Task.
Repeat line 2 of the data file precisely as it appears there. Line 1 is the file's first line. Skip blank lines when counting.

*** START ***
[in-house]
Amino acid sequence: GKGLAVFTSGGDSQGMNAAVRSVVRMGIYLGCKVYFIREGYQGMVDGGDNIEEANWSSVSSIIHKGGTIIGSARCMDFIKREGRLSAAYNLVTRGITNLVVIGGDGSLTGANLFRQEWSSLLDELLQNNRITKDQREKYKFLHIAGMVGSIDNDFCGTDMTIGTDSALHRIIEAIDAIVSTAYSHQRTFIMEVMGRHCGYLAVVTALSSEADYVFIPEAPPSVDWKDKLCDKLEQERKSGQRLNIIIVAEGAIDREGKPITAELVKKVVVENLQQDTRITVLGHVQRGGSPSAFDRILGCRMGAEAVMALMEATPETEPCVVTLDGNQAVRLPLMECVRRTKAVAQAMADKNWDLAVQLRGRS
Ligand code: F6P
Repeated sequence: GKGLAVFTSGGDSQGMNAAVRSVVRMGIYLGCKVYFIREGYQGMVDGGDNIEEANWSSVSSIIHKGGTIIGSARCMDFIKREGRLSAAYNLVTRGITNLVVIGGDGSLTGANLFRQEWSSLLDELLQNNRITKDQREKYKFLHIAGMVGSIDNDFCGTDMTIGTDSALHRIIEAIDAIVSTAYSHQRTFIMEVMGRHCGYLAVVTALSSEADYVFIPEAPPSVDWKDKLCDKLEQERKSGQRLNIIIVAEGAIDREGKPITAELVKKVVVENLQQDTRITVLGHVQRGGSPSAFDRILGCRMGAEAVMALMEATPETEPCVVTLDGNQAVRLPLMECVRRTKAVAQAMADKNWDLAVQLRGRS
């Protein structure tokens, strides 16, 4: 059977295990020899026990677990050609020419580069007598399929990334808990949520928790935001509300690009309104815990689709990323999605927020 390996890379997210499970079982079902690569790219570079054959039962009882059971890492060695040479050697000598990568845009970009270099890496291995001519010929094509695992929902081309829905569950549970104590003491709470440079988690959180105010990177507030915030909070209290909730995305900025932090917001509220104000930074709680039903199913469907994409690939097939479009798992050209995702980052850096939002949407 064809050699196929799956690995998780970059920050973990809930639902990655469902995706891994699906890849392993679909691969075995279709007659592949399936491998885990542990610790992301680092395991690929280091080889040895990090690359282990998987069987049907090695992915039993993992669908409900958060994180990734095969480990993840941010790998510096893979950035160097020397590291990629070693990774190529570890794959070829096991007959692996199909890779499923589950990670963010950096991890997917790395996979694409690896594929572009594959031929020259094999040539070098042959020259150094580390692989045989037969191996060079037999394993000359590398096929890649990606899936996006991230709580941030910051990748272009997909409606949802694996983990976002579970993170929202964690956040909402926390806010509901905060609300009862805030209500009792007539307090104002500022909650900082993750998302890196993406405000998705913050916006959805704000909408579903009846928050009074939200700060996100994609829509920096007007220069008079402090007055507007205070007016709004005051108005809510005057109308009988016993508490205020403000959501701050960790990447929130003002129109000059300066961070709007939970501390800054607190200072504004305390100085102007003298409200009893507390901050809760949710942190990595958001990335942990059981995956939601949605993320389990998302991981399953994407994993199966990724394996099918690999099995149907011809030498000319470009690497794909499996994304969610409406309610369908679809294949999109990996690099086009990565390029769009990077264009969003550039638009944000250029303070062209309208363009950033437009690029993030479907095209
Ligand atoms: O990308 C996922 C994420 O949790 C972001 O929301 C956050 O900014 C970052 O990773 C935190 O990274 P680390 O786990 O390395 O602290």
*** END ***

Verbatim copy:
Amino acid sequence: GKGLAVFTSGGDSQGMNAAVRSVVRMGIYLGCKVYFIREGYQGMVDGGDNIEEANWSSVSSIIHKGGTIIGSARCMDFIKREGRLSAAYNLVTRGITNLVVIGGDGSLTGANLFRQEWSSLLDELLQNNRITKDQREKYKFLHIAGMVGSIDNDFCGTDMTIGTDSALHRIIEAIDAIVSTAYSHQRTFIMEVMGRHCGYLAVVTALSSEADYVFIPEAPPSVDWKDKLCDKLEQERKSGQRLNIIIVAEGAIDREGKPITAELVKKVVVENLQQDTRITVLGHVQRGGSPSAFDRILGCRMGAEAVMALMEATPETEPCVVTLDGNQAVRLPLMECVRRTKAVAQAMADKNWDLAVQLRGRS